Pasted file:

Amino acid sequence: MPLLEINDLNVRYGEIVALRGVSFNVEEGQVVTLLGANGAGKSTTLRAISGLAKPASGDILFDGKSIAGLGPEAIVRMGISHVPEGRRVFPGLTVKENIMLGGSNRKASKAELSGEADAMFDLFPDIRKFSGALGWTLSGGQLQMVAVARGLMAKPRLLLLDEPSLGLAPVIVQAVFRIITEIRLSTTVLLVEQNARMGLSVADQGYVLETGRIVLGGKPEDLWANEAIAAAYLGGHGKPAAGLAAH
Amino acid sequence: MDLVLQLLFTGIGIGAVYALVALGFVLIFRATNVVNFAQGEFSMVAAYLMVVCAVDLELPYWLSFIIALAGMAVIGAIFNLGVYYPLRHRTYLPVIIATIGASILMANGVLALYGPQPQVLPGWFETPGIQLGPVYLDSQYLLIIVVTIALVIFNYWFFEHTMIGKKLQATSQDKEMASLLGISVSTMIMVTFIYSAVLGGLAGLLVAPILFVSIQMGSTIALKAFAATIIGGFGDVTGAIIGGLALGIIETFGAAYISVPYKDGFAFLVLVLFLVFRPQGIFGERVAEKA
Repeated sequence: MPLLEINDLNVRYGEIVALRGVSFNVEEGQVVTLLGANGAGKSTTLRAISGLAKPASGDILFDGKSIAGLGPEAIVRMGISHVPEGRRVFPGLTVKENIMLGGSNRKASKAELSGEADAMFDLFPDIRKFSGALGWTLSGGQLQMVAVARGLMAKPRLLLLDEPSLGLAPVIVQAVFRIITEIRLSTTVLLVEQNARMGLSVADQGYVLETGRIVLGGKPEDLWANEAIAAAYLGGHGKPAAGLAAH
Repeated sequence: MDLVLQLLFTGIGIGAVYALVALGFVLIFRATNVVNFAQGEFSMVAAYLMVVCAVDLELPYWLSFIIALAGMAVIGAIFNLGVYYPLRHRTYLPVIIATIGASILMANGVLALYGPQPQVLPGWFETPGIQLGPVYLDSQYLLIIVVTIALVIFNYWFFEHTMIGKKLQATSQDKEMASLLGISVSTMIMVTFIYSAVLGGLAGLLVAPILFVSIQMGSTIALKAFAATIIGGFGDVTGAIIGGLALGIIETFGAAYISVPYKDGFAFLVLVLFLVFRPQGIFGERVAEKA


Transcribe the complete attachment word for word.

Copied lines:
Amino acid sequence: MPLLEINDLNVRYGEIVALRGVSFNVEEGQVVTLLGANGAGKSTTLRAISGLAKPASGDILFDGKSIAGLGPEAIVRMGISHVPEGRRVFPGLTVKENIMLGGSNRKASKAELSGEADAMFDLFPDIRKFSGALGWTLSGGQLQMVAVARGLMAKPRLLLLDEPSLGLAPVIVQAVFRIITEIRLSTTVLLVEQNARMGLSVADQGYVLETGRIVLGGKPEDLWANEAIAAAYLGGHGKPAAGLAAH
Amino acid sequence: MDLVLQLLFTGIGIGAVYALVALGFVLIFRATNVVNFAQGEFSMVAAYLMVVCAVDLELPYWLSFIIALAGMAVIGAIFNLGVYYPLRHRTYLPVIIATIGASILMANGVLALYGPQPQVLPGWFETPGIQLGPVYLDSQYLLIIVVTIALVIFNYWFFEHTMIGKKLQATSQDKEMASLLGISVSTMIMVTFIYSAVLGGLAGLLVAPILFVSIQMGSTIALKAFAATIIGGFGDVTGAIIGGLALGIIETFGAAYISVPYKDGFAFLVLVLFLVFRPQGIFGERVAEKA
Repeated sequence: MPLLEINDLNVRYGEIVALRGVSFNVEEGQVVTLLGANGAGKSTTLRAISGLAKPASGDILFDGKSIAGLGPEAIVRMGISHVPEGRRVFPGLTVKENIMLGGSNRKASKAELSGEADAMFDLFPDIRKFSGALGWTLSGGQLQMVAVARGLMAKPRLLLLDEPSLGLAPVIVQAVFRIITEIRLSTTVLLVEQNARMGLSVADQGYVLETGRIVLGGKPEDLWANEAIAAAYLGGHGKPAAGLAAH
Repeated sequence: MDLVLQLLFTGIGIGAVYALVALGFVLIFRATNVVNFAQGEFSMVAAYLMVVCAVDLELPYWLSFIIALAGMAVIGAIFNLGVYYPLRHRTYLPVIIATIGASILMANGVLALYGPQPQVLPGWFETPGIQLGPVYLDSQYLLIIVVTIALVIFNYWFFEHTMIGKKLQATSQDKEMASLLGISVSTMIMVTFIYSAVLGGLAGLLVAPILFVSIQMGSTIALKAFAATIIGGFGDVTGAIIGGLALGIIETFGAAYISVPYKDGFAFLVLVLFLVFRPQGIFGERVAEKA